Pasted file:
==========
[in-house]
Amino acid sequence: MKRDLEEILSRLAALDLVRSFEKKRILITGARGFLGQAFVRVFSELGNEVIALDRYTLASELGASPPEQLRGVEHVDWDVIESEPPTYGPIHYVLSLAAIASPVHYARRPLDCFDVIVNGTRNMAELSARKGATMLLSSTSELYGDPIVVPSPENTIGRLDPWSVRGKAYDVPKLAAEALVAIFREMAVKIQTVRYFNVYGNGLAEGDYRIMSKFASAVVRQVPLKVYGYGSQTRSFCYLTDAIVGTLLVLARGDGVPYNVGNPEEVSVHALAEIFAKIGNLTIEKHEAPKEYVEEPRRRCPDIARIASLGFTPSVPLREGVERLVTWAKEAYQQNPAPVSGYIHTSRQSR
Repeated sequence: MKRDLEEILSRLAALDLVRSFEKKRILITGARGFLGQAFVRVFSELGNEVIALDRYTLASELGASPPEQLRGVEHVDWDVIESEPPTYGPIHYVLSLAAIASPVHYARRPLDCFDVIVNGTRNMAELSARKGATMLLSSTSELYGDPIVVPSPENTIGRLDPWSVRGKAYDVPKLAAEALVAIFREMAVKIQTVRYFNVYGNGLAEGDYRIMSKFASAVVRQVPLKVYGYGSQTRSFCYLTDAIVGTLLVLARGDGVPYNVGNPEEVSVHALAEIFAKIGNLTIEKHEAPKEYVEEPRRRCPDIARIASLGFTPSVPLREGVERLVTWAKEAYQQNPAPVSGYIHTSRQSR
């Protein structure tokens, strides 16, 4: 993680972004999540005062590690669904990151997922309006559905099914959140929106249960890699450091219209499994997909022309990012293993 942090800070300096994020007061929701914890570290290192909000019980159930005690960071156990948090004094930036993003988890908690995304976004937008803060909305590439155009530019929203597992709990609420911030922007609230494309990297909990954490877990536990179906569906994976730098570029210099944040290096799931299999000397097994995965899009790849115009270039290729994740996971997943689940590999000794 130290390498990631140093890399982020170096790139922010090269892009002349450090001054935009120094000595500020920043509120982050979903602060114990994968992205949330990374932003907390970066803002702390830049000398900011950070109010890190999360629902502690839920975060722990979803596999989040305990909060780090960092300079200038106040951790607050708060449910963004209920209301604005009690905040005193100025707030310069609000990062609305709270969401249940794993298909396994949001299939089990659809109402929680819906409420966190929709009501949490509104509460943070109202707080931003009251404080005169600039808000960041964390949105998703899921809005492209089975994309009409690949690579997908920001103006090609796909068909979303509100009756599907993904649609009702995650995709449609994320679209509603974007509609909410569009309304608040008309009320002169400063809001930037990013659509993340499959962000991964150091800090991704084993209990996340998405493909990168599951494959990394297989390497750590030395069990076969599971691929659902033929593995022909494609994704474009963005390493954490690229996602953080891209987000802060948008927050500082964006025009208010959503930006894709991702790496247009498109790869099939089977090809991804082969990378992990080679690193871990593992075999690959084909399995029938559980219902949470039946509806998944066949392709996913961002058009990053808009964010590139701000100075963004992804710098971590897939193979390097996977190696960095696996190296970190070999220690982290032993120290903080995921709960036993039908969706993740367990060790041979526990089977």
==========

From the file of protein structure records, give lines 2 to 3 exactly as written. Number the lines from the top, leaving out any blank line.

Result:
Amino acid sequence: MKRDLEEILSRLAALDLVRSFEKKRILITGARGFLGQAFVRVFSELGNEVIALDRYTLASELGASPPEQLRGVEHVDWDVIESEPPTYGPIHYVLSLAAIASPVHYARRPLDCFDVIVNGTRNMAELSARKGATMLLSSTSELYGDPIVVPSPENTIGRLDPWSVRGKAYDVPKLAAEALVAIFREMAVKIQTVRYFNVYGNGLAEGDYRIMSKFASAVVRQVPLKVYGYGSQTRSFCYLTDAIVGTLLVLARGDGVPYNVGNPEEVSVHALAEIFAKIGNLTIEKHEAPKEYVEEPRRRCPDIARIASLGFTPSVPLREGVERLVTWAKEAYQQNPAPVSGYIHTSRQSR
Repeated sequence: MKRDLEEILSRLAALDLVRSFEKKRILITGARGFLGQAFVRVFSELGNEVIALDRYTLASELGASPPEQLRGVEHVDWDVIESEPPTYGPIHYVLSLAAIASPVHYARRPLDCFDVIVNGTRNMAELSARKGATMLLSSTSELYGDPIVVPSPENTIGRLDPWSVRGKAYDVPKLAAEALVAIFREMAVKIQTVRYFNVYGNGLAEGDYRIMSKFASAVVRQVPLKVYGYGSQTRSFCYLTDAIVGTLLVLARGDGVPYNVGNPEEVSVHALAEIFAKIGNLTIEKHEAPKEYVEEPRRRCPDIARIASLGFTPSVPLREGVERLVTWAKEAYQQNPAPVSGYIHTSRQSR